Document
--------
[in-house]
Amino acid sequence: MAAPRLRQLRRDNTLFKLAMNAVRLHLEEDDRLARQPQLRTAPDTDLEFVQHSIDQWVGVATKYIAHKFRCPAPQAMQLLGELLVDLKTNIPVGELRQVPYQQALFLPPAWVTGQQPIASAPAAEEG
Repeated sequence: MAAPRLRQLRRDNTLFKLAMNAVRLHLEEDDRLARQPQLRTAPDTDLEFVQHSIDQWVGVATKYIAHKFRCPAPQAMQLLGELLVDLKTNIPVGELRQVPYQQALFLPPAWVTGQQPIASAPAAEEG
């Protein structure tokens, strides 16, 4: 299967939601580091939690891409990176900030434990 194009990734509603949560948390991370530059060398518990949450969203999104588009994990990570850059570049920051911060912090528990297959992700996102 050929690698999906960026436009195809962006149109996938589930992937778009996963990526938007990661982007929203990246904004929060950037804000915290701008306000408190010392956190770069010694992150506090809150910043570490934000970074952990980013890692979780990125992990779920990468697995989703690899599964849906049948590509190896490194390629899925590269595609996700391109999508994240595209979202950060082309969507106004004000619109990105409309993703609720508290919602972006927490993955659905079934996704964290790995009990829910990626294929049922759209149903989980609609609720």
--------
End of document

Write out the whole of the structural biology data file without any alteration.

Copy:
[in-house]
Amino acid sequence: MAAPRLRQLRRDNTLFKLAMNAVRLHLEEDDRLARQPQLRTAPDTDLEFVQHSIDQWVGVATKYIAHKFRCPAPQAMQLLGELLVDLKTNIPVGELRQVPYQQALFLPPAWVTGQQPIASAPAAEEG
Repeated sequence: MAAPRLRQLRRDNTLFKLAMNAVRLHLEEDDRLARQPQLRTAPDTDLEFVQHSIDQWVGVATKYIAHKFRCPAPQAMQLLGELLVDLKTNIPVGELRQVPYQQALFLPPAWVTGQQPIASAPAAEEG
């Protein structure tokens, strides 16, 4: 299967939601580091939690891409990176900030434990 194009990734509603949560948390991370530059060398518990949450969203999104588009994990990570850059570049920051911060912090528990297959992700996102 050929690698999906960026436009195809962006149109996938589930992937778009996963990526938007990661982007929203990246904004929060950037804000915290701008306000408190010392956190770069010694992150506090809150910043570490934000970074952990980013890692979780990125992990779920990468697995989703690899599964849906049948590509190896490194390629899925590269595609996700391109999508994240595209979202950060082309969507106004004000619109990105409309993703609720508290919602972006927490993955659905079934996704964290790995009990829910990626294929049922759209149903989980609609609720």